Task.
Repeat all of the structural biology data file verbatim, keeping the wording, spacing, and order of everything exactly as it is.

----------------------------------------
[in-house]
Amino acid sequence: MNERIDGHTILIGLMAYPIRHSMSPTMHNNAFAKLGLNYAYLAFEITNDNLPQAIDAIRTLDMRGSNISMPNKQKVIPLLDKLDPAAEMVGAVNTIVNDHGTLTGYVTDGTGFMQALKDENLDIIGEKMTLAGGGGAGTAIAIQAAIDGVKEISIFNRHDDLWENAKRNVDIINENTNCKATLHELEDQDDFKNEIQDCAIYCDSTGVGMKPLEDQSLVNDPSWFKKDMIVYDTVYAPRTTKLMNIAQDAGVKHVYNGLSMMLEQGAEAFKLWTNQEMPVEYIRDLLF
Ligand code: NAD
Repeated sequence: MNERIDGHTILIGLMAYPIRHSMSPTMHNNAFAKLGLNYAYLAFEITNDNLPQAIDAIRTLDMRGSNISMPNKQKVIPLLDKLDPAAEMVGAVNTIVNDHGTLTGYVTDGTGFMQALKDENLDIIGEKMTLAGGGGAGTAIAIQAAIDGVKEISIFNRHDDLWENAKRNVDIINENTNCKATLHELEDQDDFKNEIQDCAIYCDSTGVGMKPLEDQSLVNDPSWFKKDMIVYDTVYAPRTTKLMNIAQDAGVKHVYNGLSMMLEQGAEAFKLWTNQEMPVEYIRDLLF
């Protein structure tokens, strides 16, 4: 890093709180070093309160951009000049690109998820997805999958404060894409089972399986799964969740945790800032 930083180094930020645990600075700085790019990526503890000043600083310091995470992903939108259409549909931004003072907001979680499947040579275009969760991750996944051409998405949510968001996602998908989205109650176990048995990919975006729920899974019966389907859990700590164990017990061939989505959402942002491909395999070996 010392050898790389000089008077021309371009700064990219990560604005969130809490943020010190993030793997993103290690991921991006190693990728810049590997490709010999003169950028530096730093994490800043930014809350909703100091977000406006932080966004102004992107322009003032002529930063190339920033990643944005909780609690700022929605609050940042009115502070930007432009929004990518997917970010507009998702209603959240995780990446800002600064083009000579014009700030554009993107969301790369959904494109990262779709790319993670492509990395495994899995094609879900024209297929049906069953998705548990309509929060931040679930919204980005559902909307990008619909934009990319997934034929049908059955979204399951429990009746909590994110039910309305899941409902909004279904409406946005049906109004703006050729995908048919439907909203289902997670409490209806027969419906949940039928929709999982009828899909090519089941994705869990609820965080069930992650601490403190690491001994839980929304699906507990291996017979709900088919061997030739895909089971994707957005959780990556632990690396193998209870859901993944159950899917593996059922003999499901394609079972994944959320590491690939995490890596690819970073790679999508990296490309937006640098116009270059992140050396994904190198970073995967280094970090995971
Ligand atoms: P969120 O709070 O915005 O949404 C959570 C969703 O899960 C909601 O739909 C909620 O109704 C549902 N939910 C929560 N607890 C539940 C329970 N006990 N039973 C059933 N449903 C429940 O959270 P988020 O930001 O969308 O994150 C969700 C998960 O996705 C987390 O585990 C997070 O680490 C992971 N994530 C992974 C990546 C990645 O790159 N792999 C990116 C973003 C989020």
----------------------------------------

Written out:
[in-house]
Amino acid sequence: MNERIDGHTILIGLMAYPIRHSMSPTMHNNAFAKLGLNYAYLAFEITNDNLPQAIDAIRTLDMRGSNISMPNKQKVIPLLDKLDPAAEMVGAVNTIVNDHGTLTGYVTDGTGFMQALKDENLDIIGEKMTLAGGGGAGTAIAIQAAIDGVKEISIFNRHDDLWENAKRNVDIINENTNCKATLHELEDQDDFKNEIQDCAIYCDSTGVGMKPLEDQSLVNDPSWFKKDMIVYDTVYAPRTTKLMNIAQDAGVKHVYNGLSMMLEQGAEAFKLWTNQEMPVEYIRDLLF
Ligand code: NAD
Repeated sequence: MNERIDGHTILIGLMAYPIRHSMSPTMHNNAFAKLGLNYAYLAFEITNDNLPQAIDAIRTLDMRGSNISMPNKQKVIPLLDKLDPAAEMVGAVNTIVNDHGTLTGYVTDGTGFMQALKDENLDIIGEKMTLAGGGGAGTAIAIQAAIDGVKEISIFNRHDDLWENAKRNVDIINENTNCKATLHELEDQDDFKNEIQDCAIYCDSTGVGMKPLEDQSLVNDPSWFKKDMIVYDTVYAPRTTKLMNIAQDAGVKHVYNGLSMMLEQGAEAFKLWTNQEMPVEYIRDLLF
């Protein structure tokens, strides 16, 4: 890093709180070093309160951009000049690109998820997805999958404060894409089972399986799964969740945790800032 930083180094930020645990600075700085790019990526503890000043600083310091995470992903939108259409549909931004003072907001979680499947040579275009969760991750996944051409998405949510968001996602998908989205109650176990048995990919975006729920899974019966389907859990700590164990017990061939989505959402942002491909395999070996 010392050898790389000089008077021309371009700064990219990560604005969130809490943020010190993030793997993103290690991921991006190693990728810049590997490709010999003169950028530096730093994490800043930014809350909703100091977000406006932080966004102004992107322009003032002529930063190339920033990643944005909780609690700022929605609050940042009115502070930007432009929004990518997917970010507009998702209603959240995780990446800002600064083009000579014009700030554009993107969301790369959904494109990262779709790319993670492509990395495994899995094609879900024209297929049906069953998705548990309509929060931040679930919204980005559902909307990008619909934009990319997934034929049908059955979204399951429990009746909590994110039910309305899941409902909004279904409406946005049906109004703006050729995908048919439907909203289902997670409490209806027969419906949940039928929709999982009828899909090519089941994705869990609820965080069930992650601490403190690491001994839980929304699906507990291996017979709900088919061997030739895909089971994707957005959780990556632990690396193998209870859901993944159950899917593996059922003999499901394609079972994944959320590491690939995490890596690819970073790679999508990296490309937006640098116009270059992140050396994904190198970073995967280094970090995971
Ligand atoms: P969120 O709070 O915005 O949404 C959570 C969703 O899960 C909601 O739909 C909620 O109704 C549902 N939910 C929560 N607890 C539940 C329970 N006990 N039973 C059933 N449903 C429940 O959270 P988020 O930001 O969308 O994150 C969700 C998960 O996705 C987390 O585990 C997070 O680490 C992971 N994530 C992974 C990546 C990645 O790159 N792999 C990116 C973003 C989020």